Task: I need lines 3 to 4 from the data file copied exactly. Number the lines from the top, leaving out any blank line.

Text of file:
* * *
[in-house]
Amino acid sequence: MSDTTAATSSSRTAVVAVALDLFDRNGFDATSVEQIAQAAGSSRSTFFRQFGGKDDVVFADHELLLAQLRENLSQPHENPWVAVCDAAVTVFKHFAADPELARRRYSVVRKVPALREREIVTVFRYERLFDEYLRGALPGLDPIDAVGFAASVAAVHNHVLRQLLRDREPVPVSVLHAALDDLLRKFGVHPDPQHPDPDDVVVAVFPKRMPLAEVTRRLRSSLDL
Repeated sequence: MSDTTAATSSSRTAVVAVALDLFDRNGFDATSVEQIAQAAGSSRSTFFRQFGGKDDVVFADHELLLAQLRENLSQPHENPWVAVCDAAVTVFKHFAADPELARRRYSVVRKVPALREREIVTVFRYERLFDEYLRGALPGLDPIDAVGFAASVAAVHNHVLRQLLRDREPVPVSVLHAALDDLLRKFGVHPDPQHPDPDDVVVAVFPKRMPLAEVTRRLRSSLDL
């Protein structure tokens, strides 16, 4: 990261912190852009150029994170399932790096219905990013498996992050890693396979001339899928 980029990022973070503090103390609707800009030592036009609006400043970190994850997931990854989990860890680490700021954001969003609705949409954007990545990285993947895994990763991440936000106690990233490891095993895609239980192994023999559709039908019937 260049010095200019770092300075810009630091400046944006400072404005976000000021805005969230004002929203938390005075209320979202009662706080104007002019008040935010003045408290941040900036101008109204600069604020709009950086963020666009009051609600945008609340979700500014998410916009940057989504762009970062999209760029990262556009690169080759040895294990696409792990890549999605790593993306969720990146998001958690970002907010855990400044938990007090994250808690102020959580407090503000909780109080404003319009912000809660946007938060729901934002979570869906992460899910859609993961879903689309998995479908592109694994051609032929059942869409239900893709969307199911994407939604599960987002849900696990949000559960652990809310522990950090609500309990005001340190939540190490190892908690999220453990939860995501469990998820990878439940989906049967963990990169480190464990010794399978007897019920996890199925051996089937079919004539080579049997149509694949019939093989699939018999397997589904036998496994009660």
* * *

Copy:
Repeated sequence: MSDTTAATSSSRTAVVAVALDLFDRNGFDATSVEQIAQAAGSSRSTFFRQFGGKDDVVFADHELLLAQLRENLSQPHENPWVAVCDAAVTVFKHFAADPELARRRYSVVRKVPALREREIVTVFRYERLFDEYLRGALPGLDPIDAVGFAASVAAVHNHVLRQLLRDREPVPVSVLHAALDDLLRKFGVHPDPQHPDPDDVVVAVFPKRMPLAEVTRRLRSSLDL
């Protein structure tokens, strides 16, 4: 990261912190852009150029994170399932790096219905990013498996992050890693396979001339899928 980029990022973070503090103390609707800009030592036009609006400043970190994850997931990854989990860890680490700021954001969003609705949409954007990545990285993947895994990763991440936000106690990233490891095993895609239980192994023999559709039908019937 260049010095200019770092300075810009630091400046944006400072404005976000000021805005969230004002929203938390005075209320979202009662706080104007002019008040935010003045408290941040900036101008109204600069604020709009950086963020666009009051609600945008609340979700500014998410916009940057989504762009970062999209760029990262556009690169080759040895294990696409792990890549999605790593993306969720990146998001958690970002907010855990400044938990007090994250808690102020959580407090503000909780109080404003319009912000809660946007938060729901934002979570869906992460899910859609993961879903689309998995479908592109694994051609032929059942869409239900893709969307199911994407939604599960987002849900696990949000559960652990809310522990950090609500309990005001340190939540190490190892908690999220453990939860995501469990998820990878439940989906049967963990990169480190464990010794399978007897019920996890199925051996089937079919004539080579049997149509694949019939093989699939018999397997589904036998496994009660």